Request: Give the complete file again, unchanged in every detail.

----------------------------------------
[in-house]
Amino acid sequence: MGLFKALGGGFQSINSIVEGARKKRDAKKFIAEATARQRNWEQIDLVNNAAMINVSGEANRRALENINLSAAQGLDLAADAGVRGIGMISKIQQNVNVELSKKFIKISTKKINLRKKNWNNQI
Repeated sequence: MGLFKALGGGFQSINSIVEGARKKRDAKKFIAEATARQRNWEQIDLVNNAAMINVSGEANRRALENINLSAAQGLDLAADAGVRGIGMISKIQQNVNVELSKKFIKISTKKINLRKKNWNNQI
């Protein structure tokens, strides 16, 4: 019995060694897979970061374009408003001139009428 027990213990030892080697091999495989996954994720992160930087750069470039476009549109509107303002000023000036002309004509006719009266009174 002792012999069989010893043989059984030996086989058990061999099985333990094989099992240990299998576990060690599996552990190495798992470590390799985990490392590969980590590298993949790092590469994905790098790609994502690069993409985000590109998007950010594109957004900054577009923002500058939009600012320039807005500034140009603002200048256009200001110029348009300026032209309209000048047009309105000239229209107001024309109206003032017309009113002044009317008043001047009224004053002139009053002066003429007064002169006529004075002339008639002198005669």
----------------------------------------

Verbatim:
[in-house]
Amino acid sequence: MGLFKALGGGFQSINSIVEGARKKRDAKKFIAEATARQRNWEQIDLVNNAAMINVSGEANRRALENINLSAAQGLDLAADAGVRGIGMISKIQQNVNVELSKKFIKISTKKINLRKKNWNNQI
Repeated sequence: MGLFKALGGGFQSINSIVEGARKKRDAKKFIAEATARQRNWEQIDLVNNAAMINVSGEANRRALENINLSAAQGLDLAADAGVRGIGMISKIQQNVNVELSKKFIKISTKKINLRKKNWNNQI
């Protein structure tokens, strides 16, 4: 019995060694897979970061374009408003001139009428 027990213990030892080697091999495989996954994720992160930087750069470039476009549109509107303002000023000036002309004509006719009266009174 002792012999069989010893043989059984030996086989058990061999099985333990094989099992240990299998576990060690599996552990190495798992470590390799985990490392590969980590590298993949790092590469994905790098790609994502690069993409985000590109998007950010594109957004900054577009923002500058939009600012320039807005500034140009603002200048256009200001110029348009300026032209309209000048047009309105000239229209107001024309109206003032017309009113002044009317008043001047009224004053002139009053002066003429007064002169006529004075002339008639002198005669």